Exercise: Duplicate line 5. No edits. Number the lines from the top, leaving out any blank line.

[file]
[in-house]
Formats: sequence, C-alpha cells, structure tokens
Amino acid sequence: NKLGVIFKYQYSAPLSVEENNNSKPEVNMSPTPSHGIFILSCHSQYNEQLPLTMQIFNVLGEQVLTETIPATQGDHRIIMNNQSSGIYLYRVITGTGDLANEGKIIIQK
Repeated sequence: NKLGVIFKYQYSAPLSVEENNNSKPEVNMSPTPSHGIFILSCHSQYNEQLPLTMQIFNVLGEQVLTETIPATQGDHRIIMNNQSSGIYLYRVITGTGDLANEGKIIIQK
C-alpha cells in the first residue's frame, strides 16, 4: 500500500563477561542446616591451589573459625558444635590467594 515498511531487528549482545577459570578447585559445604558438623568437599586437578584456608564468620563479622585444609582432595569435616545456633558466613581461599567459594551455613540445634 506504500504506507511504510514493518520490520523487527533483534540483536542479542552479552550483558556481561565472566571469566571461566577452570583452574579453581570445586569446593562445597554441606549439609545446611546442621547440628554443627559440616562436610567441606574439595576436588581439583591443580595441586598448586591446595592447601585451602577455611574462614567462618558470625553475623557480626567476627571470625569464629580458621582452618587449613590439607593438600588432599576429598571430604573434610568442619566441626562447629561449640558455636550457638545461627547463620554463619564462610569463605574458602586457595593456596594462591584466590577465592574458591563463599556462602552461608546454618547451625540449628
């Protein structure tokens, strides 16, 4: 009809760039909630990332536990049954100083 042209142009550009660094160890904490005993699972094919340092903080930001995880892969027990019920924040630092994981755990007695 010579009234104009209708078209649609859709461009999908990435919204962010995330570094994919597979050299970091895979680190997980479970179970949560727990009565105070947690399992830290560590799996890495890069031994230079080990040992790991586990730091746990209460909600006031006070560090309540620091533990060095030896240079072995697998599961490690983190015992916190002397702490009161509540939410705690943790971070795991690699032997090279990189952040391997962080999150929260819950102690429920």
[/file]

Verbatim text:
C-alpha cells in the first residue's frame, strides 16, 4: 500500500563477561542446616591451589573459625558444635590467594 515498511531487528549482545577459570578447585559445604558438623568437599586437578584456608564468620563479622585444609582432595569435616545456633558466613581461599567459594551455613540445634 506504500504506507511504510514493518520490520523487527533483534540483536542479542552479552550483558556481561565472566571469566571461566577452570583452574579453581570445586569446593562445597554441606549439609545446611546442621547440628554443627559440616562436610567441606574439595576436588581439583591443580595441586598448586591446595592447601585451602577455611574462614567462618558470625553475623557480626567476627571470625569464629580458621582452618587449613590439607593438600588432599576429598571430604573434610568442619566441626562447629561449640558455636550457638545461627547463620554463619564462610569463605574458602586457595593456596594462591584466590577465592574458591563463599556462602552461608546454618547451625540449628